Here is a compilation of a few days worth of strong/severe storm photos. June 25th-27th weren’t spectacular by any means, but the period did give some pretty storm photography opportunities.
This storm was very pretty, although high based. It provided some decent lightning, which, fortunately I was able to capture a shot of. It was a severe warned high based supercell that started west of Casper and by the time it made it to Douglas, it lined out and became a gusty storm.
This day had tons of potential. But the question was where to chase. First target of north central Kansas early on panned out as one tornadic beast formed and produced numerous tornadoes. Check out Mike Umscheid’s “Under the Meso” website for what he witnessed there. Spectacular! The second target, along I-80 from Kearney eastward also panned out. There were a couple of very tornadic supercells there that produced several large and photogenic tornadoes. The worst thing in the world would be to get caught between the targets, and low and behold, THE MOST FRUSTRATING DAY of 2011 award, goes to this day. Dave Gold came out to chase with us and too much hesitation on which target to play cost us dearly. We still witnessed 6 tornadoes, but the ole “what could have been” (and what SHOULD have been) haunts me to this day. Wow, awful results. Every chaser has a day or two each year they regret, this is THE one for me for 2011.
One of the frustrating days of the season. We sat in Ft Morgan, CO too long as storm exploded in Colorado and southwest Nebraska. We tried in vain to get to the storm near McCook, only to be greeted with a rotating storm that had already produced its last tornado. It tried several more times, but couldn’t do it. Then we watched at night as a marvelous cork screwed updraft lit up the sky.
June 17th kept me along the Palmer Divide in eastern Colorado. A few storms developed by mid afternoon, with the tail end storm becoming a nice supercell. It became tornado warned for about 2 hours of its life. Finally, it was undercut by cold outflow from old storms to its north, which eventually led to its demise. It did have pretty structure, produced tennis ball sized hail, and copious amounts of lightning.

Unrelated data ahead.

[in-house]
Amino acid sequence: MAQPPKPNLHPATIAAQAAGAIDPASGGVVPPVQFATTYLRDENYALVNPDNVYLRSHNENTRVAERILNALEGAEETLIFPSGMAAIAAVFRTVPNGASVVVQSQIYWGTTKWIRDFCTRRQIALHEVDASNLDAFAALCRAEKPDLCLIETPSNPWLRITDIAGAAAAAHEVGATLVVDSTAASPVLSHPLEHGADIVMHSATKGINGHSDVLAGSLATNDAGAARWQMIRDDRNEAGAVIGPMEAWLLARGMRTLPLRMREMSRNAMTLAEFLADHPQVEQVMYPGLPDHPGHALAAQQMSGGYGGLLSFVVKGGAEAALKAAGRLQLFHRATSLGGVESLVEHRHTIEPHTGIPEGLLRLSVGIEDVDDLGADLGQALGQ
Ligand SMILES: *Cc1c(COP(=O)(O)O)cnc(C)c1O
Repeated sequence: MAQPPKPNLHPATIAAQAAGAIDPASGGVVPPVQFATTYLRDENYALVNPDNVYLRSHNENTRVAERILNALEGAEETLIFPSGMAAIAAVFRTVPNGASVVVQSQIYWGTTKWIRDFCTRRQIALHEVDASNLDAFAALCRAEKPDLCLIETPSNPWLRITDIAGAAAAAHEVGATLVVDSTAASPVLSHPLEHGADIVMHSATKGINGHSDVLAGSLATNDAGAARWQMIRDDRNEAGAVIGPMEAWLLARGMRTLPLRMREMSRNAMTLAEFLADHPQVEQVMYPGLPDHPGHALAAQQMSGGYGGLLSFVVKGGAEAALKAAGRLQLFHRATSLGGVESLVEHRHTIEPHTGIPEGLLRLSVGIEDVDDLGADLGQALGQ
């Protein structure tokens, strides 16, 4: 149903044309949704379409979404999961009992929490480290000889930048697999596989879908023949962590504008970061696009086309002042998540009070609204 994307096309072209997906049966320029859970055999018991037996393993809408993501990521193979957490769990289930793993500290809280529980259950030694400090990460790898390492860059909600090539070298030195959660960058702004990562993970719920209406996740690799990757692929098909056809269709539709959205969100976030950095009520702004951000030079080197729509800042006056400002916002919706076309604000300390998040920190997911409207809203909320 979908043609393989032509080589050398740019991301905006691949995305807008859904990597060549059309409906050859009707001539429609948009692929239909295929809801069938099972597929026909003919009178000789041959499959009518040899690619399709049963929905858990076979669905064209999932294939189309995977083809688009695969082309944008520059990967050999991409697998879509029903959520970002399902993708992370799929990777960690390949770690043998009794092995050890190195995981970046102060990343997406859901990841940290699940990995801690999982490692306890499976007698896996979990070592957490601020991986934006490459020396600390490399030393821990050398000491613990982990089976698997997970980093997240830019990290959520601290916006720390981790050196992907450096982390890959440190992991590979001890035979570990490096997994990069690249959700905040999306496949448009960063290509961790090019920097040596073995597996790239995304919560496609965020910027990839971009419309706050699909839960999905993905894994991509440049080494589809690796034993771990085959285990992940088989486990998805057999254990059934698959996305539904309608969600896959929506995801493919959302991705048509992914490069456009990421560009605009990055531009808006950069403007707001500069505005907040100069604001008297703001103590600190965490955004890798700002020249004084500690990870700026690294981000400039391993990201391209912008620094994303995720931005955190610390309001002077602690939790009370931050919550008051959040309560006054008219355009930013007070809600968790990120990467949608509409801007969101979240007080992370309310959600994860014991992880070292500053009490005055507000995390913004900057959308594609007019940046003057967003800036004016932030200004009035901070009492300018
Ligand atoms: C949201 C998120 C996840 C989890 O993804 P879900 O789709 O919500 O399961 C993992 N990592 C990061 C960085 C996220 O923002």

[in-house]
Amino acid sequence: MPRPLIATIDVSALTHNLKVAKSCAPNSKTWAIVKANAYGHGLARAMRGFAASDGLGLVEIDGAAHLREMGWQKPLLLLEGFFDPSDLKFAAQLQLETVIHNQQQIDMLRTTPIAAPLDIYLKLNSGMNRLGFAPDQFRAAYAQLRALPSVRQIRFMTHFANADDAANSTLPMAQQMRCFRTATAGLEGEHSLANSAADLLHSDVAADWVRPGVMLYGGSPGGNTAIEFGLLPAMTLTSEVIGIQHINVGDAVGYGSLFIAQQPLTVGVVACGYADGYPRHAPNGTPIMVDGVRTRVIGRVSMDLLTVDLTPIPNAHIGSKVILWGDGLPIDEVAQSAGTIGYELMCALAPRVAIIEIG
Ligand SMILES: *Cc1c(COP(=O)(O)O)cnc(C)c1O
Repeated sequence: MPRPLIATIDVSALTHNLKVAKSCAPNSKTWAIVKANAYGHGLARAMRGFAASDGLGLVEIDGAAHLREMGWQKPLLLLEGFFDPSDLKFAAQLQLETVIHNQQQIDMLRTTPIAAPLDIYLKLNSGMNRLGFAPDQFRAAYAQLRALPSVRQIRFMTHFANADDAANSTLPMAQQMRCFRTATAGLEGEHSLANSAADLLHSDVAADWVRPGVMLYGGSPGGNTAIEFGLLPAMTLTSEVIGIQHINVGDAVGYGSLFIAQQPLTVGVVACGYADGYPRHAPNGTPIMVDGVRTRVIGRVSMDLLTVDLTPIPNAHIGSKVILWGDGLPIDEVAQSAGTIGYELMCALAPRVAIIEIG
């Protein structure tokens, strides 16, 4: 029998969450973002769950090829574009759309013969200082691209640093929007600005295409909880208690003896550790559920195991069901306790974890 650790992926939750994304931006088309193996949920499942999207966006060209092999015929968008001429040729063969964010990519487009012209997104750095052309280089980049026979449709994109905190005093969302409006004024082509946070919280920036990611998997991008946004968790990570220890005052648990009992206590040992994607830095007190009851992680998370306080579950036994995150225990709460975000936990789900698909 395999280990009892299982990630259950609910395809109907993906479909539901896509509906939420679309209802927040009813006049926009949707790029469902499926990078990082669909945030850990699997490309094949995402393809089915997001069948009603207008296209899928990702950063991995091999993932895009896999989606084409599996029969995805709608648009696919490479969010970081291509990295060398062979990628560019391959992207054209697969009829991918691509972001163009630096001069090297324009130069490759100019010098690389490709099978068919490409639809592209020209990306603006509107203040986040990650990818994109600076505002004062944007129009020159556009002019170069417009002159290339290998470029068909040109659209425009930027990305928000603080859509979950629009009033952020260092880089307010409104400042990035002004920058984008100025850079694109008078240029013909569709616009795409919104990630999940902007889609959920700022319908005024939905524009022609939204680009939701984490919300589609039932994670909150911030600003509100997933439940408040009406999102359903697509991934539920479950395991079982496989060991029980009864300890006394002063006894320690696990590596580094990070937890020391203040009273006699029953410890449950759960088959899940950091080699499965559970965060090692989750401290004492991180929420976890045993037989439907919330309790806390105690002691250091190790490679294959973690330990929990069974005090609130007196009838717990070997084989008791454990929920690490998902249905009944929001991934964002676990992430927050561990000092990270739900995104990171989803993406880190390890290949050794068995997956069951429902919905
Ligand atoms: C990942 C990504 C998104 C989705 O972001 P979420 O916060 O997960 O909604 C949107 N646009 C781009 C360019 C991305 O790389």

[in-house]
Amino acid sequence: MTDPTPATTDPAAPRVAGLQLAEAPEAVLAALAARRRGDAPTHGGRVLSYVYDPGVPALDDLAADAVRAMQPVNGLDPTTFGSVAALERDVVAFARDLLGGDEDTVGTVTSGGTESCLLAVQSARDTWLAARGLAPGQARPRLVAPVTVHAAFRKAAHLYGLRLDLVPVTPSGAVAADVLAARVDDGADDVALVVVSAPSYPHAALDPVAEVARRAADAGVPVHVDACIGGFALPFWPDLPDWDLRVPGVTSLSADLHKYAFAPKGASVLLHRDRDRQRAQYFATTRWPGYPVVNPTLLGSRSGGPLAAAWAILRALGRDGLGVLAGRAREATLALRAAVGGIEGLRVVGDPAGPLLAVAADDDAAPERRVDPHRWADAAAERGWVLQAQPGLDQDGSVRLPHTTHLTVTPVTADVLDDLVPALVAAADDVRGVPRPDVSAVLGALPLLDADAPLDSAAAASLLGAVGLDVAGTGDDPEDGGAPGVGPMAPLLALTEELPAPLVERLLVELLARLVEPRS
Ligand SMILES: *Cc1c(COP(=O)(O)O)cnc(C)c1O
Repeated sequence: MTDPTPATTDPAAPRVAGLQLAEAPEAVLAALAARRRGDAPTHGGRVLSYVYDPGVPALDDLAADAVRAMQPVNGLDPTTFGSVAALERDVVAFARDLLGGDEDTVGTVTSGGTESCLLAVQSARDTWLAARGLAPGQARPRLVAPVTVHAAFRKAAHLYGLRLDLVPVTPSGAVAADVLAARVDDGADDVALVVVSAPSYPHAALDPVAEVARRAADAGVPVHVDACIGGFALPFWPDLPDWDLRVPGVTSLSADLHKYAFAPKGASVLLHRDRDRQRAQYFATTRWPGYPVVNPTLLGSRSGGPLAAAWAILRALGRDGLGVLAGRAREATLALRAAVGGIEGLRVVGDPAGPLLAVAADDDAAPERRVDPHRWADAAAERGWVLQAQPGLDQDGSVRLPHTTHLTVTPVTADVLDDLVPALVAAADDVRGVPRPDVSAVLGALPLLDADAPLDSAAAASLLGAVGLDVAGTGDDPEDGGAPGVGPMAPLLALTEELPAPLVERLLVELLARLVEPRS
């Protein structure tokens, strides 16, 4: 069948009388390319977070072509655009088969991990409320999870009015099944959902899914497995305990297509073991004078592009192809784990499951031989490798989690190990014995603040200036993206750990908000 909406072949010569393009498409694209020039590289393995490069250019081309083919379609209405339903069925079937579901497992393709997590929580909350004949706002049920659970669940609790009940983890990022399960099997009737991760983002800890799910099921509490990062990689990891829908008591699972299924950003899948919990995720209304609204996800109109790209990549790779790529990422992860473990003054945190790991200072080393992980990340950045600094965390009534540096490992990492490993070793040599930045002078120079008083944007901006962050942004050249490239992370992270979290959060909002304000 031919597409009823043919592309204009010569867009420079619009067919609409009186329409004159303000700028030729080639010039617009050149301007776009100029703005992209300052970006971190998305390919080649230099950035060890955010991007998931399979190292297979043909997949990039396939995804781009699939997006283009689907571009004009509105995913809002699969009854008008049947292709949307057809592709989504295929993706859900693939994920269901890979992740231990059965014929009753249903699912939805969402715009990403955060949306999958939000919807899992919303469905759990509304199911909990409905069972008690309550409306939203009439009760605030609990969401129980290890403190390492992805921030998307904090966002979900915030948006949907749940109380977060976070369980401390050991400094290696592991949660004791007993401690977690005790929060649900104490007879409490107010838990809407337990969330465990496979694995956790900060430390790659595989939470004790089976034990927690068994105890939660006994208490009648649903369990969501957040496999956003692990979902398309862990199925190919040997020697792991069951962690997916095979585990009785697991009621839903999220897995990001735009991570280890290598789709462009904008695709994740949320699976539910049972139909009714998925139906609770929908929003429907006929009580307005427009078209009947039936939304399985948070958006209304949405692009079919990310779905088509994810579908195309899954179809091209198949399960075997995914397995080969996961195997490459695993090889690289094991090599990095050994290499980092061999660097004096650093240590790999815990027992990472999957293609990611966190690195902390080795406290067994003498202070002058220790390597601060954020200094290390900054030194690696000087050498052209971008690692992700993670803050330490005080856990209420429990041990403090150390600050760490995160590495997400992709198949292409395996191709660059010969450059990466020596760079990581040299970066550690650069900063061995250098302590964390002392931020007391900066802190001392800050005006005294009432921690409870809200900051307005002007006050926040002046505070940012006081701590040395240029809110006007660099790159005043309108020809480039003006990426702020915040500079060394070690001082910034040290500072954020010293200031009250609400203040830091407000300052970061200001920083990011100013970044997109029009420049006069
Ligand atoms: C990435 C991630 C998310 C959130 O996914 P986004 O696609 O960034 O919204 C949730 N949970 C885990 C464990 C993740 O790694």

I wasn’t expecting to even chase on June 15th, let alone catch a couple of pretty high based supercells in western Kansas. We intercepted one storm north of Scott City, and another north of Garden City that were both very pretty high based storms. Limited moisture, marginal instability and relatively weak shear would limit the threat, nonetheless, a couple great photo opportunities became available!
June 12th took us to southeast Montana for day 1 of Tour 6. Good moisture, instability and shear would combine with upslope flow into the higher terrain of southeast Montana to develop an HP supercell. This storm tracked southeast and produced a mostly rain wrapped tornado north of Alzada near Albion, MT. Look closely in the photos and you can make out the tornado. It officially received an EF1 rating by the NWS in Billings.
I wasn’t expecting much this day, as weak flow aloft would ensure numerous HP type storms would form. In the end that is exactly what happened. Too many supercells clumped close together would make viewing extremely messy and hard. We captured two storms that were at least viewable and both were tornado warned. Both occurred not too far from Stockton, Kansas.